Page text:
It is a mission in which her accomplishments are astounding. She runs a website, annemoss.com, in which she tackles the stigma related to mental health, suicide, substance abuse, and suicide-related grief. In just approximately one year and a half, she has 127,000 followers/views! From someone who herself writes a blog, I can tell you that this is beyond awesome! Anne Moss also provides a forum in which she invites other survivors of suicide loss to openly and unabashedly share their loved one’s story and their personal grief by posting a “Grief Heart”. The bereaved supplies a graphic or picture of some type of an everyday object in the shape of a heart. Regularly, she posts a new Grief Heart through her “Grief Heart Project”. The hearts and the stories behind them are shared on Facbook and Pinterest. I have had the honor of sharing one for my brother Joey. The project is so important because not only does it give individuals who are grieving the loss of a loved one by suicide a voice and an opportunity to share their stories, it comes with an invitation for us to fight stigma. Anne Moss says it is time for survivors of suicide loss to give ourselves emotional permission to unashamedly tell our loved one’s stories and share our grief on a daily basis, and in each and every interaction that we have. This is fighting stigma in action, and it is refreshing.
Oh, and it doesn’t stop there…. she also hosts live events on Facebook in which she interviews various experts in the fields of mental health and addictions. She does so on Sunday nights. She discusses topics such as keeping items in your medicine cabinet out of the hands of our youth, the heroin epidemic in teens, detecting the risk for suicide in our relatives and friends, etc.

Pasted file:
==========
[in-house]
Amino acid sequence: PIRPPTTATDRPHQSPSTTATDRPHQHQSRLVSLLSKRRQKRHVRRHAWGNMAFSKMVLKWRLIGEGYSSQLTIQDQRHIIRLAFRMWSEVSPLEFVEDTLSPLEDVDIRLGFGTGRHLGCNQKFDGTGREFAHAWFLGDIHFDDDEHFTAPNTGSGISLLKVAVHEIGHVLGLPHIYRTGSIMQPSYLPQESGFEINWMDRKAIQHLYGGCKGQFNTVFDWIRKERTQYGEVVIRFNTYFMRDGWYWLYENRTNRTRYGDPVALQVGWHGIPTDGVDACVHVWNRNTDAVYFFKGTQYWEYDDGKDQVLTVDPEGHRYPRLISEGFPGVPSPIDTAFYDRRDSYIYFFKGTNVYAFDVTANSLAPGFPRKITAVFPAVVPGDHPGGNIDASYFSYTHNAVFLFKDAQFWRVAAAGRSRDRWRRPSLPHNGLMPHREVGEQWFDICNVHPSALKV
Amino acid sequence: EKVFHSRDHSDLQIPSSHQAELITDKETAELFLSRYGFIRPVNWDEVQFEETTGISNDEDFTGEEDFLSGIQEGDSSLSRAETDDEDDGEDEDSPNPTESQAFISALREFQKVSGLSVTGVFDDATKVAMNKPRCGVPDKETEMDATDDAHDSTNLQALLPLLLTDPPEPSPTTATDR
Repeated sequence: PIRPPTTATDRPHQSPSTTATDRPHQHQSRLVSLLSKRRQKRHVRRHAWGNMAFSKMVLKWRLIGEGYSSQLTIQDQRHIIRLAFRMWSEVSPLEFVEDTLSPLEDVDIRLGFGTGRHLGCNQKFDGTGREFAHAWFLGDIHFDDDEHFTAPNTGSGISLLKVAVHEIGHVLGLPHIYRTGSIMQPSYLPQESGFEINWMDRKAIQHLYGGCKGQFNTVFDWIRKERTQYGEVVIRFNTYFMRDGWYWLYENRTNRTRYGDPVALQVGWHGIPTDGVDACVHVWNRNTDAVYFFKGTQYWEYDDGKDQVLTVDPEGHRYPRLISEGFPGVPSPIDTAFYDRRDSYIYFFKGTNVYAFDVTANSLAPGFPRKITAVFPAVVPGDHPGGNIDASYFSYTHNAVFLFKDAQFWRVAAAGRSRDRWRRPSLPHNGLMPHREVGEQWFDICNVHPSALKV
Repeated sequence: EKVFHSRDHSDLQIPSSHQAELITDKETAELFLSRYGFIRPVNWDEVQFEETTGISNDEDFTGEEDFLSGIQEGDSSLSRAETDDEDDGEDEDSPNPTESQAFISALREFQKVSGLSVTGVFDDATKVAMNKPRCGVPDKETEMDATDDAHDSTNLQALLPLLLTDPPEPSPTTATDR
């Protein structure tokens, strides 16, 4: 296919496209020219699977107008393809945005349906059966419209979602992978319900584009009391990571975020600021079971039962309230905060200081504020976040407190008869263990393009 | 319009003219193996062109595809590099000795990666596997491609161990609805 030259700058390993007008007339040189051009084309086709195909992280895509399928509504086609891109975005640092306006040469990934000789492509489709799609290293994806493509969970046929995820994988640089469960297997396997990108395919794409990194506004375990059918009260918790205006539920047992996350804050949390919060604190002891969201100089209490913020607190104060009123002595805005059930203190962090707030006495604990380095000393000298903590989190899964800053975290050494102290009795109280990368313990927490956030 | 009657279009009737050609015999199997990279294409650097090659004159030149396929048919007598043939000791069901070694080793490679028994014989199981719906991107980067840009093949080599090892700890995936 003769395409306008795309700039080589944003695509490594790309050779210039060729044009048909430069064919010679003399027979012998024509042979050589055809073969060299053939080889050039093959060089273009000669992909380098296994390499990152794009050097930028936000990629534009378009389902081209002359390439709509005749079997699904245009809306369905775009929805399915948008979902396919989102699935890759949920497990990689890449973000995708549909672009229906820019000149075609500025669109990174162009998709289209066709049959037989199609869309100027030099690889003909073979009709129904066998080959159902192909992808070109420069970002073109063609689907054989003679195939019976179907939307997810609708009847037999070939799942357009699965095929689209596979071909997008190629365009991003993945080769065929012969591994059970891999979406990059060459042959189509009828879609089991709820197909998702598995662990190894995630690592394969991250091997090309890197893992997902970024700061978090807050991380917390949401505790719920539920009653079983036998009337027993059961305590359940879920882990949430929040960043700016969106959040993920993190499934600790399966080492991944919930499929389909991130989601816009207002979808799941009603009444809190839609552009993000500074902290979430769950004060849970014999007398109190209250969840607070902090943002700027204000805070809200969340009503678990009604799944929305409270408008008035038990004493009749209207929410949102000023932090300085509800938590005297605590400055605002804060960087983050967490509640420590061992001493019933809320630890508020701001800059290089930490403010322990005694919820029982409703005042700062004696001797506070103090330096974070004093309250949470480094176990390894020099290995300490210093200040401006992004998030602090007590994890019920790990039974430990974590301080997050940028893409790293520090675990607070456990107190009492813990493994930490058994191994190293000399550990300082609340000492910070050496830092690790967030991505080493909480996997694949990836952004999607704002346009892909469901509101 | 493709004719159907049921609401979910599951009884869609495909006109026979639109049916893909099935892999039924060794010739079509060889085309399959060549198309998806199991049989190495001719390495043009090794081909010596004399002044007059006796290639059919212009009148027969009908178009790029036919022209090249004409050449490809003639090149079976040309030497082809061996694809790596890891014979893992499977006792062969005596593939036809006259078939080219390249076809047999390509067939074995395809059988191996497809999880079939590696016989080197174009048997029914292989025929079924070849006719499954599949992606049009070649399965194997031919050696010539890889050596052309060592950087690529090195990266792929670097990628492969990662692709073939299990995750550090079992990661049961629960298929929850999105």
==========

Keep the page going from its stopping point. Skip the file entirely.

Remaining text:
When Anne Moss talks, people listen….
So what would she like us to know, what are some words of wisdom that she has for her fellow parents out there? She says, “Don’t sweat the small stuff. I hear people complain about things (regarding their kids), like getting bent out of shape about their GPA.” Anne Moss reminds us that our kids will get into a college if they want it badly enough, it may not be their first choice, but they will get in somewhere, and it’s all going to be okay academically. She reminds us that our child’s mental health is just as important, if not more important, as their GPA.
Anne Moss would also like parents and society in general to be less judgemental toward one another. She had a particularly poignant blog post that I once read, conquering the subject of the stigma that parents feel when their child has a mental illness. Other parents can sometimes “come off” as if their child didn’t/doesn’t have a mental health issue because they were/are better parents. This is simply not so. As parents, Anne Moss and her husband pulled out all the stops to help their child get the help that he needed. They did so without hesitation and tried everything that they knew. They embraced the psychological and medical help available to their child, and did so admirably. Besides, mental illnesses don’t discriminate.
Anne Moss Rogers also emphasizes that spouses who have lost a child must look out for one another. She is particularly concerned for men, as society shames them for expressing emotion, and it can sometimes be difficult for men to find someone to talk to. It may be difficult for them to grant themselves permission to grieve. She shares that there are support groups available that can be a lot of help for grieving parents, such as “The Angel Club”, “Grief Circle”, “Compassionate Friends”, and groups hosted by the American Foundation for Suicide Prevention.
So, there you have it. She has turned her grief into an opportunity to prevent suicide for others. She has turned Grief into Gold. For hundreds of years philosophers and chemists set out to discover Alchemy. They searched far and wide to find it, to no avail. All I had to do was meet Anne Moss Rogers…
In Memory of Charles. Rapper extraordinaire. Funny. Loving. Caring. An all-around-cool-guy.
Anne can be found on http://www.annemoss.com/